CUL Digital Collections
J. Erik Jonsson papers, 1881-1995 (bulk 1964-1995)
About the Collection
J. Erik Jonsson (1901-1995) was a man driven to change Dallas for the better. Throughout his career, he served as Chairman of Texas Instruments (1958-1966), was elected Dallas Mayor (1964-1971) and was prominent in civic affairs (Dallas Citizens Council and the United Way). The J. Erik Jonsson papers, 1881-1995 (bulk 1964-1995), held by the DeGolyer Library, contain primarily his paper records—with some photographs, audio-visual materials and awards. A detailed finding aid to the collection is available.
John Erik Jonsson was born in Brooklyn, New York, on September 6, 1901, the only child of John Peter and Ellen Charlotte (Palmquist) Jonsson. His parents were naturalized citizens, having independently immigrated to the United States from Sweden in the 1890s. He began his career at Aluminum Company of America (Alcoa) as a rolling-mill apprentice in 1922. In 1934, he moved to Dallas as secretary of Geophysical Service (GSI). In 1951, a new name was chosen for the parent company, Texas Instruments (TI), with GSI as a subsidiary. Jonsson continued to play a major role in TI as president (1951-58), chairman of the board (1958-66), and honorary chairman (1966-77).
During Jonsson’s time with TI, he became involved with civic activities, and at a time when many retire, Jonsson was increasing his civic and community involvement. He participated in a wide range of community organizations, holding leadership positions in the Dallas Chamber of Commerce, the Dallas Citizens Council, and the United Way of Metropolitan Dallas. He was a tireless advocate for education, serving or leading the boards of nearly a dozen educational institutions and forming partnerships to improve local educational facilities. Jonsson was also a founder of the Southwest Center for Advanced Studies, from which the University of Texas at Dallas was created in 1969.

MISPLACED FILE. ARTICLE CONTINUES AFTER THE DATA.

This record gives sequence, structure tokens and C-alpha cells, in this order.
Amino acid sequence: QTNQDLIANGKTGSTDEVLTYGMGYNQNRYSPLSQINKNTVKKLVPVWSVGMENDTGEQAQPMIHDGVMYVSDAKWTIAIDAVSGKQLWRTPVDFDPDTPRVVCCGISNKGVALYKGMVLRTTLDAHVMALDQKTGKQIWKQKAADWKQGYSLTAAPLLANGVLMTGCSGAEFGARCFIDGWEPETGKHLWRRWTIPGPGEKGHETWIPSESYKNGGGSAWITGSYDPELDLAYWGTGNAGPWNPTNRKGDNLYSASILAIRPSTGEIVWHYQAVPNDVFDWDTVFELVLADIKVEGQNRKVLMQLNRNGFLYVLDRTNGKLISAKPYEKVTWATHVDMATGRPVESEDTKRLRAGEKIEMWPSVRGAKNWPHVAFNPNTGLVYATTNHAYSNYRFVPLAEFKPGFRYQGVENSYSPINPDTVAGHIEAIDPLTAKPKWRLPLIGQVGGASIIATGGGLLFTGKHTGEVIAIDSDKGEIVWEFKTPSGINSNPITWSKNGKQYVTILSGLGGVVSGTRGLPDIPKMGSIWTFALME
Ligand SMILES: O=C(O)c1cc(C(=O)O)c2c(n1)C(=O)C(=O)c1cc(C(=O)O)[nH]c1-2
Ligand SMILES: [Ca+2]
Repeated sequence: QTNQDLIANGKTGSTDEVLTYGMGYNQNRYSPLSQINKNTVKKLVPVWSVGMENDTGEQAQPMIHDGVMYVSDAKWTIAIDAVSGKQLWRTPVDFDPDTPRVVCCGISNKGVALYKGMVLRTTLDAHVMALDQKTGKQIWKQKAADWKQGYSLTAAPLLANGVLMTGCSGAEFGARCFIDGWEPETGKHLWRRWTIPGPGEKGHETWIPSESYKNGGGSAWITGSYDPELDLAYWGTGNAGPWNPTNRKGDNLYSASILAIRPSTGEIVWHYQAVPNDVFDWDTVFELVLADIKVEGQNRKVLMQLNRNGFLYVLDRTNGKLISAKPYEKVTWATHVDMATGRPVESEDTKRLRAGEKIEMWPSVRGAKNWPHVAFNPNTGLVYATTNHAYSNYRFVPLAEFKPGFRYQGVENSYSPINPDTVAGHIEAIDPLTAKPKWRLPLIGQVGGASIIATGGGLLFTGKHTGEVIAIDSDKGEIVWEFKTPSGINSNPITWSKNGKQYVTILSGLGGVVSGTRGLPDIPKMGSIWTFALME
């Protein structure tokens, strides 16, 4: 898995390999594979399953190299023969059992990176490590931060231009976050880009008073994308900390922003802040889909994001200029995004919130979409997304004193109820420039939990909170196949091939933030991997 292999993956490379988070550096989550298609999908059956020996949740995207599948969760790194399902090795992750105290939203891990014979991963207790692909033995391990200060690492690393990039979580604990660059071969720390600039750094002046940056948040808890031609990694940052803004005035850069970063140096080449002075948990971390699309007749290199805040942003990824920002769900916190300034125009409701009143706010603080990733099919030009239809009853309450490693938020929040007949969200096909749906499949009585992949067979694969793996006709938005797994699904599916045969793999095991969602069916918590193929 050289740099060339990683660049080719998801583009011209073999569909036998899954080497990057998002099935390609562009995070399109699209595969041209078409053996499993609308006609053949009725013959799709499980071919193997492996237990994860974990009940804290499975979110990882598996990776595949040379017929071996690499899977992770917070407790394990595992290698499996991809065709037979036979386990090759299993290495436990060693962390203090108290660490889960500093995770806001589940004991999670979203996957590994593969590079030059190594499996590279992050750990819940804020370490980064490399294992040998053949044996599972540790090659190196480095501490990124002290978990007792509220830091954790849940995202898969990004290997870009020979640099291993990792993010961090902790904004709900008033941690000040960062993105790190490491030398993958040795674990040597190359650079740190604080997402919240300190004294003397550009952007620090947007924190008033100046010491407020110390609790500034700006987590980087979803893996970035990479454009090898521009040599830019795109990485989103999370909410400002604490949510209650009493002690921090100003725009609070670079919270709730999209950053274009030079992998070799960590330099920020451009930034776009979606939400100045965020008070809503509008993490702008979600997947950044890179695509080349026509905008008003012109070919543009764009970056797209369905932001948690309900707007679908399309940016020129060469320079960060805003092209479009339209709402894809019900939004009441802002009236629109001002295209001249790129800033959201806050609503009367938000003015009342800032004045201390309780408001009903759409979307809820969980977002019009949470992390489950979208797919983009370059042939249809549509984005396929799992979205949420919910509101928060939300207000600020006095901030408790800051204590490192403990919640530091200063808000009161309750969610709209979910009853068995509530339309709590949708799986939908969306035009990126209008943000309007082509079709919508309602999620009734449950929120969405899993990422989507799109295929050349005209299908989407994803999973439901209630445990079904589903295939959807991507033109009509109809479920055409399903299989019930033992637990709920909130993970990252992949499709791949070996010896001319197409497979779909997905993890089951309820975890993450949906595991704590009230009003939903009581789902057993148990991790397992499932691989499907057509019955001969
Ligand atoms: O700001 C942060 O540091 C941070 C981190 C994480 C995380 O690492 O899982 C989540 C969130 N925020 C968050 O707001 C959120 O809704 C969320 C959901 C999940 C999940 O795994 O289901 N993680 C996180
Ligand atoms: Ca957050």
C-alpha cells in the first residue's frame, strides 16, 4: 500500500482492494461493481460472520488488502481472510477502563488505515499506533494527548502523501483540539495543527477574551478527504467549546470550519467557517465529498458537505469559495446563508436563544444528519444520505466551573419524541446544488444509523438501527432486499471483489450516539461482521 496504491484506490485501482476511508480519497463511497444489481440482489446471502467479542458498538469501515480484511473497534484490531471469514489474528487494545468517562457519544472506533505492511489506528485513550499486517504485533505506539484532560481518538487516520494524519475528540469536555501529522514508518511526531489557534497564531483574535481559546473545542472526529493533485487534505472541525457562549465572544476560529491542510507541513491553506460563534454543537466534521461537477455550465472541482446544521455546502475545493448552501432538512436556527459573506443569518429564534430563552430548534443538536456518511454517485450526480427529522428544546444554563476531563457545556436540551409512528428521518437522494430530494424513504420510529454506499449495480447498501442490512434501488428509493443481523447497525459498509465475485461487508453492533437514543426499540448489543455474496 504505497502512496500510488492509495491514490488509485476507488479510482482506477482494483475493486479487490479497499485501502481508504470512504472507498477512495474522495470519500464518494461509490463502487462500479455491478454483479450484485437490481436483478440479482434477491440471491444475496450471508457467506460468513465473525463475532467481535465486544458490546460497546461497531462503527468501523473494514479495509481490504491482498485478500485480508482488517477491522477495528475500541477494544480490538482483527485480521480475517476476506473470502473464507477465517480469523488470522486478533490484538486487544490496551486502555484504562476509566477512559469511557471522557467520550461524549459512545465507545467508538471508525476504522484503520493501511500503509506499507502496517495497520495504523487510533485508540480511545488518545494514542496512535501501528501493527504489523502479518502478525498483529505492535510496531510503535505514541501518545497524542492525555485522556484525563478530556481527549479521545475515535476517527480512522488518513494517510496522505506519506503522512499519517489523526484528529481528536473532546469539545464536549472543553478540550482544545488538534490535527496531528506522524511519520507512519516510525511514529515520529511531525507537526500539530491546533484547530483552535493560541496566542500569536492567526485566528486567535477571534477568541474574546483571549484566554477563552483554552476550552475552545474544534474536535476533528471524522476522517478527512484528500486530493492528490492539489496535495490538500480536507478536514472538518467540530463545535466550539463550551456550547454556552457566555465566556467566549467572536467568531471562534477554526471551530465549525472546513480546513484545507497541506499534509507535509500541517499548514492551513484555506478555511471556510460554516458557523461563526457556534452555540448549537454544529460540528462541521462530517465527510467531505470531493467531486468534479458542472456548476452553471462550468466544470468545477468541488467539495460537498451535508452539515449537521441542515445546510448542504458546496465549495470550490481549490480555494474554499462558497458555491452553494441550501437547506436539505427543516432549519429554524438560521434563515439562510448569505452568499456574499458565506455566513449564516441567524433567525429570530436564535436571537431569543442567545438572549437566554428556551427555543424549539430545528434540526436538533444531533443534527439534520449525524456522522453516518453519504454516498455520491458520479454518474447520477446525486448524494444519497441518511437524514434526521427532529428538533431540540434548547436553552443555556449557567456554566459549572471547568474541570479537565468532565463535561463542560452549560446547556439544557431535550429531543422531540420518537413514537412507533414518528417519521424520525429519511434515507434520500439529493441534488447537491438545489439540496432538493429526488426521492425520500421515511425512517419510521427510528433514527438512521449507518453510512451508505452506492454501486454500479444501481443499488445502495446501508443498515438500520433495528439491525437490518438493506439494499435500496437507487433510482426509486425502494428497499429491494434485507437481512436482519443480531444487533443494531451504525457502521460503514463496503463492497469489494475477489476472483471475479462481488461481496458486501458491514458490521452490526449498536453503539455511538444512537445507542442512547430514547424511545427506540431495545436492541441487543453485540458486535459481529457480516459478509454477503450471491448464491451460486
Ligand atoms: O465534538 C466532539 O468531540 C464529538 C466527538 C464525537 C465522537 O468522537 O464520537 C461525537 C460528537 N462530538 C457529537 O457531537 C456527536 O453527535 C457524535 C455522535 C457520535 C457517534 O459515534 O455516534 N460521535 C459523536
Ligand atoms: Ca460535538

Jonsson served as the mayor of Dallas from 1964 to 1971, and worked to improve the image and morale of the city in the wake of the Kennedy assassination. He was a key leader in the development of the Dallas-Fort Worth International Airport, serving as chairman of the project from 1968 to 1976. Jonsson proposed a pioneering urban goal-setting program, Goals for Dallas, in 1964, for which he went on to serve as chairman of the board (1965-1976) and chairman emeritus (1976-92). Jonsson received numerous honors and awards during his life, including ten honorary doctorates between 1959 and 1973. Jonsson died on September 1, 1995, in Dallas.
Holdings and Highlights
The physical collection, consisting of 170 boxes, is organized in 12 series numbered from most to least material:
- Series 1: Mayoral Papers
- Series 2: Civic Affiliations
- Series 3: Personal papers
- Series 4: Texas Instruments (TI)
- Series 5: Dallas-Fort Worth International Airport (DFW)
- Series 6: Photographs
- Series 7: Dumont Car Company
- Series 8: Speeches
- Series 9: Retirement
- Series 10: Artifacts
- Series 11: Audio-visual
- Series 12: Plaques
Digital Collections Guidelines and Procedures
Items in Central University Library Digital Collections are digitized following the SMU Central University Libraries Digitization Guidelines and Procedures. Digital collections are created under the guidelines of the CUL Digital Collections: Filenaming, Workflow, and Metadata Guidelines, or through specialized metadata profiles tailored for the collection.
Items in Central University Library Digital Collections are digitized following the SMU Central University Libraries Digitization Guidelines and Procedures. Digital collections are created under the guidelines of the nCDS Digital Collections: Filenaming, Workflow, and Metadata Guidelines, or through specialized metadata profiles tailored for the collection.
J. Erik Jonsson Papers is one of a growing number of digital collections on Dallas History.
For more information, see:
Copyright usage terms vary throughout the collection. Each item contains information about usage terms. If SMU does not have the right to publish the item on the Internet, only the item's metadata will be available and the digitized object will be available on a restricted access basis. Such items may only be viewed on campus. When items are available for use, please cite DeGolyer Library, Southern Methodist University. A high-quality version of these files may be obtained for a fee by contacting email@example.com.
For more information about the collection, please contact firstname.lastname@example.org.